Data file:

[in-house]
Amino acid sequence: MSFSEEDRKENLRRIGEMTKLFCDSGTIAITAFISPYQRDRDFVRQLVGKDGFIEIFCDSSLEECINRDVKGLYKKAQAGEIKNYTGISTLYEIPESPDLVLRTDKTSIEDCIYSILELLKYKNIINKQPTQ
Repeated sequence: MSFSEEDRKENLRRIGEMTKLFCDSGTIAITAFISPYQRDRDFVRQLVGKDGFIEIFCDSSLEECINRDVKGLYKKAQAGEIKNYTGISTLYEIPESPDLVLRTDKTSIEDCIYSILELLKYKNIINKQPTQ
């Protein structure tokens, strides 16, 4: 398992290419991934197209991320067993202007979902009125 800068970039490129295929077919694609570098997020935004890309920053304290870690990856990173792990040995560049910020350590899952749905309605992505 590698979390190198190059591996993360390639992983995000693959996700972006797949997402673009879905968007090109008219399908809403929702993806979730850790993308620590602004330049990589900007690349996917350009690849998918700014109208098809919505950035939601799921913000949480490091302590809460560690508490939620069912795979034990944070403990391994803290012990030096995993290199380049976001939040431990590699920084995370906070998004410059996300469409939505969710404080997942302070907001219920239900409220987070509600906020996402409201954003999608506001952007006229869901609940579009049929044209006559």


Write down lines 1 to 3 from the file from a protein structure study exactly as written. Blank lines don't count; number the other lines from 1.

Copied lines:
[in-house]
Amino acid sequence: MSFSEEDRKENLRRIGEMTKLFCDSGTIAITAFISPYQRDRDFVRQLVGKDGFIEIFCDSSLEECINRDVKGLYKKAQAGEIKNYTGISTLYEIPESPDLVLRTDKTSIEDCIYSILELLKYKNIINKQPTQ
Repeated sequence: MSFSEEDRKENLRRIGEMTKLFCDSGTIAITAFISPYQRDRDFVRQLVGKDGFIEIFCDSSLEECINRDVKGLYKKAQAGEIKNYTGISTLYEIPESPDLVLRTDKTSIEDCIYSILELLKYKNIINKQPTQ